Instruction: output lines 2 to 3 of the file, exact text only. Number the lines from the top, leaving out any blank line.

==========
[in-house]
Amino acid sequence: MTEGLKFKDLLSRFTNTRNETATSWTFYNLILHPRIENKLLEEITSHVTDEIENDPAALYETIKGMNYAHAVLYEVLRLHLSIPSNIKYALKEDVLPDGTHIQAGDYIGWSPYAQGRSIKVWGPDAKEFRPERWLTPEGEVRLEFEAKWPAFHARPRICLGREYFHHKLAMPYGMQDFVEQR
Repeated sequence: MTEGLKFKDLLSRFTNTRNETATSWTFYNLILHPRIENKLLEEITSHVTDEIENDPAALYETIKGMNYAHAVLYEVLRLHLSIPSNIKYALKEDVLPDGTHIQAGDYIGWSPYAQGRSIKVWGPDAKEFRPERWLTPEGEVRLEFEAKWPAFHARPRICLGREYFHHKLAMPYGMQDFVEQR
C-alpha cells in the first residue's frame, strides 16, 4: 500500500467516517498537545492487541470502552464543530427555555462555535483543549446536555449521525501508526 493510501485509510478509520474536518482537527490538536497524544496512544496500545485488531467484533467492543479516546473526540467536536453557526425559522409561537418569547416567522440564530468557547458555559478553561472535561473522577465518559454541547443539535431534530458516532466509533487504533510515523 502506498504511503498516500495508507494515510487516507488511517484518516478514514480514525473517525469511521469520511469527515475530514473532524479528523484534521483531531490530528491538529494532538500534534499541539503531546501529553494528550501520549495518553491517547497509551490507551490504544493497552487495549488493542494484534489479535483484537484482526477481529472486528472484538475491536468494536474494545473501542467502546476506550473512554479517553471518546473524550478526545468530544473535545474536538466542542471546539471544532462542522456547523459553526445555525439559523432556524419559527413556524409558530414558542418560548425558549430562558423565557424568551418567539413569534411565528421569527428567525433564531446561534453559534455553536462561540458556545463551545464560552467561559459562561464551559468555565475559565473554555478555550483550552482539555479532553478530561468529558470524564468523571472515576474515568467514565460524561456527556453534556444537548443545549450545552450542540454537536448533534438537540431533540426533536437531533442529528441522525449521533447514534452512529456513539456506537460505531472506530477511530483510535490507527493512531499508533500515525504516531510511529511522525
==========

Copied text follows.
Amino acid sequence: MTEGLKFKDLLSRFTNTRNETATSWTFYNLILHPRIENKLLEEITSHVTDEIENDPAALYETIKGMNYAHAVLYEVLRLHLSIPSNIKYALKEDVLPDGTHIQAGDYIGWSPYAQGRSIKVWGPDAKEFRPERWLTPEGEVRLEFEAKWPAFHARPRICLGREYFHHKLAMPYGMQDFVEQR
Repeated sequence: MTEGLKFKDLLSRFTNTRNETATSWTFYNLILHPRIENKLLEEITSHVTDEIENDPAALYETIKGMNYAHAVLYEVLRLHLSIPSNIKYALKEDVLPDGTHIQAGDYIGWSPYAQGRSIKVWGPDAKEFRPERWLTPEGEVRLEFEAKWPAFHARPRICLGREYFHHKLAMPYGMQDFVEQR